Toto Wolff has drawn parallels between Fernando Alonso’s Saudi Arabian penalty and Lewis Hamilton being “robbed” of the 2021 World title.
In both events he says it was up to the FIA to “come to the right decision” rather than the rushed one.
The story of Hamilton’s 2021 title loss has been widely reported on, Mercedes and the Briton to this day feeling he was “robbed” of an eighth World title by then FIA race director Michael Masi’s controversial decision to set-up a final lap shoot-out between the reigning World Champion and Max Verstappen.
The Australian’s decision was villainised by Mercedes, who believed it was quite simply the wrong call.
It ultimately led to Masi’s departure and an overhaul of the FIA’s race control system with two race directors put in charge last season. That became one this year with Neils Wittich the sole man in charge but, according to Wolff, the mistakes keep coming.
The latest was at last Sunday’s Saudi Arabian Grand Prix when the stewards initially declared Alonso’s penalty pit stop okay.
The Spaniard was hit with a penalty early in the race, five seconds for lining up incorrectly on the grid, and took that when he came in for his one stop of the night.
But pulling into the pits, his rear jackman slid the jack underneath his car, thereby touching it, before the team paused for the five-second penalty.
The stewards later reviewed the pit stop and slapped the Aston Martin driver with a 10-second time penalty only for that to be overturned when Aston Martin appealed.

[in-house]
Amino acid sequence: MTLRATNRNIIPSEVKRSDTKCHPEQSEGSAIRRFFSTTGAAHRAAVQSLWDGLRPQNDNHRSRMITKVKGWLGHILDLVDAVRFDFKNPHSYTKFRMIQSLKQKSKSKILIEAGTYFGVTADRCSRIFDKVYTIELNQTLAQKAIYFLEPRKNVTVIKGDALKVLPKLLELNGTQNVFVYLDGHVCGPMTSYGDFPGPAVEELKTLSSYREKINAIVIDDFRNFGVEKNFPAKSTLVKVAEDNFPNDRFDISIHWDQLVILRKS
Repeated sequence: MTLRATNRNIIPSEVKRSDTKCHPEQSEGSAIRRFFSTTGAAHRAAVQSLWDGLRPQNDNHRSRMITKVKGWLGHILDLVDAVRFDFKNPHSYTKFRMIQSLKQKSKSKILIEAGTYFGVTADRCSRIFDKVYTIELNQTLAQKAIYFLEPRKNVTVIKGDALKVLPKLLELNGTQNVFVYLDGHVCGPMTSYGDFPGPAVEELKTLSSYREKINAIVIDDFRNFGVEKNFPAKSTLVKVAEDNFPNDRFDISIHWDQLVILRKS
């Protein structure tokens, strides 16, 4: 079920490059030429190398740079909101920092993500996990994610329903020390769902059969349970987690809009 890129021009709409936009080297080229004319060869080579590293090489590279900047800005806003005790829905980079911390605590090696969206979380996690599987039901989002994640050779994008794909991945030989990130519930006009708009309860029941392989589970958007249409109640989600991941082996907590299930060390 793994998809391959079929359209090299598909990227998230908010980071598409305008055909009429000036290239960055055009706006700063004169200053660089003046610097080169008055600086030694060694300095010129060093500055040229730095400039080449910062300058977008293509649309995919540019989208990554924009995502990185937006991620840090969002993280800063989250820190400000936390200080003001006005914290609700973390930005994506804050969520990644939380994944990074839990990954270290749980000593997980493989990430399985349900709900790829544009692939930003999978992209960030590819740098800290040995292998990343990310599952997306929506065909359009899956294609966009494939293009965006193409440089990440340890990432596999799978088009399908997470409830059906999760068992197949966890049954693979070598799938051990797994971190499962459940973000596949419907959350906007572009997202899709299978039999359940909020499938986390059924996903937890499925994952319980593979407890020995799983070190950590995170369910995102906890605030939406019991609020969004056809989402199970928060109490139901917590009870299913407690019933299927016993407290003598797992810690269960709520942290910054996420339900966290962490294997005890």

Wolff says, as with Abu Dhabi, he just wants the stewards to make the right calls.
“First of all,” he told Channel 4, “the penalty was super harsh because from the pure driving performance Fernando and Aston Martin deserved to be on the podium.
“We have to look at those regulations and see is there is anything we can tweak because it didn’t affect his race.
“I’d rather have the FIA come to the right decisions than be too quick and obviously fall into something that’s wrong.
“We’ve been victims of that in 2021 where everything was down to the entertainment for a quick decision and it robbed the greatest driver of the championships.
“So in that respect, I think I’d rather not go to the podium and have the correct result afterwards.”
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Alonso, who was on the podium spraying the ‘champagne’ but not in the post-race press conference, also wasn’t impressed with the stewards.
“I think it is a poor show from the FIA,” he said before his penalty was overturned, “more than disappointment from ourselves. You cannot apply a penalty 25 laps after the pit-stop.
“They had enough time to really inform about the penalty because, if I knew that, maybe I could have opened 11 seconds to the car behind.”
Explaining why they’d overturned the 10-second penalty, the stewards declared there was no clear agreement regarding what would be considered ‘working on the car’.